In the News, Eating Gone Wrong, Change Makers and Explore &Enjoy

In the News, Eating Gone Wrong, Change Makers and Explore &Enjoy

In the News, Eating Gone Wrong, Change Makers and Explore &Enjoy 2560 1914 AEPC Health

Thin Pursuits

I didn’t grow up with Barbie dolls as part of my childhood toy collection. However, I found myself reluctantly purchasing several of them, along with extra outfits, for my nieces. Despite Barbie’s various career options, such as astronaut and doctor, I always found the doll to be overly stereotypical and too thin for my liking.

The movie Barbie addresses many of the concerns I had every time I gifted one of these dolls. It delves into the challenges women encounter in a society with pervasive double standards. One particularly poignant moment comes from Gloria’s monologue, as she guides Barbie through the complexities of the real world:

“It’s practically impossible being a woman. You’re intelligent, stunningly beautiful, yet you don’t believe you’re good enough. We’re expected to be exceptional, yet somehow we’re always falling short. 

You’re supposed to be thin, but not too thin. And you can’t openly admit to wanting to be thin; you have to claim it’s about being healthy, all while still striving for thinness.”

The desire to be thin remains deeply ingrained in much of American society and is not limited to women. Men, too, can be overly focused on thinness. Regardless of gender, race or age, the pursuit of thinness can lead to dangerous eating disorders for millions of individuals.

The Skinny on Eating Disorders: Fast Facts
Eating disorders are often not well understood. Here are some important facts to know:

  • Eating disorders have the 2nd highest mortality rate of any mental illness, with nearly 1 person dying every 52 minutes as a direct result of their illness.
  • Over 29 million Americans experience a clinically significant eating disorder during their lifetime. Eating disorder affect everyone regardless of race, gender, or age.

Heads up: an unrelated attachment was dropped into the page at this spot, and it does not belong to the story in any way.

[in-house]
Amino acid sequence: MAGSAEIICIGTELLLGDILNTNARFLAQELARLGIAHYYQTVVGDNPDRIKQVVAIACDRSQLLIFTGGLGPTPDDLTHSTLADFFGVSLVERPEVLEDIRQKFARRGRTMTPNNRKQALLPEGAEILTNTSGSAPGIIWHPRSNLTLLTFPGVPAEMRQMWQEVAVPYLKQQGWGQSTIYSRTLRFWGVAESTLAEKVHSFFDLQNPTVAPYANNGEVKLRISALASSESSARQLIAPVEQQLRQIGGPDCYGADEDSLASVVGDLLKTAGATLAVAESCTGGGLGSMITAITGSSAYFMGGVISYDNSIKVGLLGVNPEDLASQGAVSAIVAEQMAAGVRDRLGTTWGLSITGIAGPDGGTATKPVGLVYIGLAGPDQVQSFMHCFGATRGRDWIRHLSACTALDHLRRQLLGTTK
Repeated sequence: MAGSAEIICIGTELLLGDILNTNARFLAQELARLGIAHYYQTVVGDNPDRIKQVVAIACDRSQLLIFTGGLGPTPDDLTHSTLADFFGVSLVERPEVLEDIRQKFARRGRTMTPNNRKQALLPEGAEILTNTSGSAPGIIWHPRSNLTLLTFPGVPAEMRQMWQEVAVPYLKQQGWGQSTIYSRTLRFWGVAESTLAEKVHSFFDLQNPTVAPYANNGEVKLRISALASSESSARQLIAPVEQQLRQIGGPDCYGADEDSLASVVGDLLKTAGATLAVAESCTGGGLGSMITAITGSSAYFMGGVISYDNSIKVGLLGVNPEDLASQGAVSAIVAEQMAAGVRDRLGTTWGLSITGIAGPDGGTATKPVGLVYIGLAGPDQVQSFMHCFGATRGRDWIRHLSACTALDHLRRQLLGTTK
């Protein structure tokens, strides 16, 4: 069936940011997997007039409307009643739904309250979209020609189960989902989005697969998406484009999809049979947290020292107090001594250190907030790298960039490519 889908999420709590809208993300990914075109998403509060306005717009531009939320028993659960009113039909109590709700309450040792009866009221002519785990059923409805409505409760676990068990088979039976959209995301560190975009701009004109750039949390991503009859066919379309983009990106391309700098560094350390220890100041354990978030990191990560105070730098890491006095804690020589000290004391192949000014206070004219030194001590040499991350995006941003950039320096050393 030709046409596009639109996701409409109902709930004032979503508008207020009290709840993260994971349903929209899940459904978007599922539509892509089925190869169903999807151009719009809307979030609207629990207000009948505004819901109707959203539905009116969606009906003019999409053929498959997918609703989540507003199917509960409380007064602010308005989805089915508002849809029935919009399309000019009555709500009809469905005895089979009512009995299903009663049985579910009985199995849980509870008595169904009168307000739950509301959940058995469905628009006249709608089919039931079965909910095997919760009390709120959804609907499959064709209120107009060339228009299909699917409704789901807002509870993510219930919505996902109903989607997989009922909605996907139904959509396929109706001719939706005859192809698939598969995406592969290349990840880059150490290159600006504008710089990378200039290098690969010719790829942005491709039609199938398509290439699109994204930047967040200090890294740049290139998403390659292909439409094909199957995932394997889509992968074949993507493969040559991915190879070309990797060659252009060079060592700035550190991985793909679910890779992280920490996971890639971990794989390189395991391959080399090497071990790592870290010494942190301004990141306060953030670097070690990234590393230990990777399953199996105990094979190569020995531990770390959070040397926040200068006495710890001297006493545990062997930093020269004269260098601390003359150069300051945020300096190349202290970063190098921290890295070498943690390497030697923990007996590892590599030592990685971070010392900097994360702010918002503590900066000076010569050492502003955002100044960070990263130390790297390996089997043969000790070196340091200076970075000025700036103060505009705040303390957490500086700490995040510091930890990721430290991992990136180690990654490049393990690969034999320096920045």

• From 2018 to 2022, eating disorder claim lines rose by 65 percent. Almost three-quarters of patients with eating disorders had some other kind of mental health condition as well.
  • Eating disorders are expensive, costing the U.S. economy almost $65 billion each year. Three-quarters of that cost, or almost $50 billion, is attributed to productivity losses: absenteeism or impaired work performance because of illness due to an eating disorder, needing to care for an ill family member with an eating disorder or premature death.

Bites of Insight: Eating Disorder Types
There are several types of eating disorders, each characterized by distinct patterns of behavior and thoughts related to food, body image, and weight. The most common eating disorders include:

  1. Anorexia nervosa, often simply called anorexia, is characterized by an intense fear of gaining weight, even when they are underweight. Individuals with anorexia may severely restrict their food intake, engage in excessive exercise, or use other methods to lose weight.
  2. Bulimia nervosa, or bulimia, is an illness in which a person binges on food, or has regular episodes of overeating, and feels a loss of control over their eating. The person then uses different methods to prevent weight gain, such as vomiting, abusing laxatives or excessive exercise.
  3. Binge Eating Disorder (BED) is characterized by recurrent episodes of binge eating, during which individuals feel a lack of control over their eating. Unlike bulimia, individuals with BED do not resort to actions like purging to counter their binge eating episodes. This can lead to weight gain, obesity, as well as physical and psychological health problems. 

Spotting the Signs
Eating disorders are not always visible; they can affect individuals of any body weight or size. Symptoms vary by the type of eating disorder, making it challenging to recognize as they can resemble typical dieting behaviors. Click here to read about the signs of the most common eating disorders.

Navigating Recovery
Recovery from an eating disorder is possible. Various treatment options are available for different types of eating disorders. An important first step is consulting a primary care physician or mental health professional. They can evaluate the individual’s condition, offer a diagnosis, and suggest suitable treatment. More information about eating disorder treatment is available at:

National Eating Disorders Association



And if you or someone you know is in crisis, you can call or text the Suicide and Crisis Lifeline at 988. There is also the option to text the Crisis Text Line by sending “HOME” to 741-741.

Read more about eating disorders in this edition of The Download!


Happy Reading!

Suzanne Daniels

  • In the News: new CDC Covid guidance, baby drop-off boxes, and healthcare quality took a hit during the pandemic.
  • Eating Gone Wrong: most common eating disorder, anorexia & assisted dying, and anorexia in boys & men.
  • Change Makers: taking on Kawasaki disease, hospital staffing and travel for the disabled.
  • Explore & Enjoy: including my personal favorite, How a 19th-Century Photographer Made the First ‘GIF’ of a Galloping Horse!

Enjoy the weekend!

Suzanne Daniels, Ph.D.
AEPC President
P.O. Box 1416
Birmingham, MI 48012
Office: (248) 792-2187
Email: [email protected]

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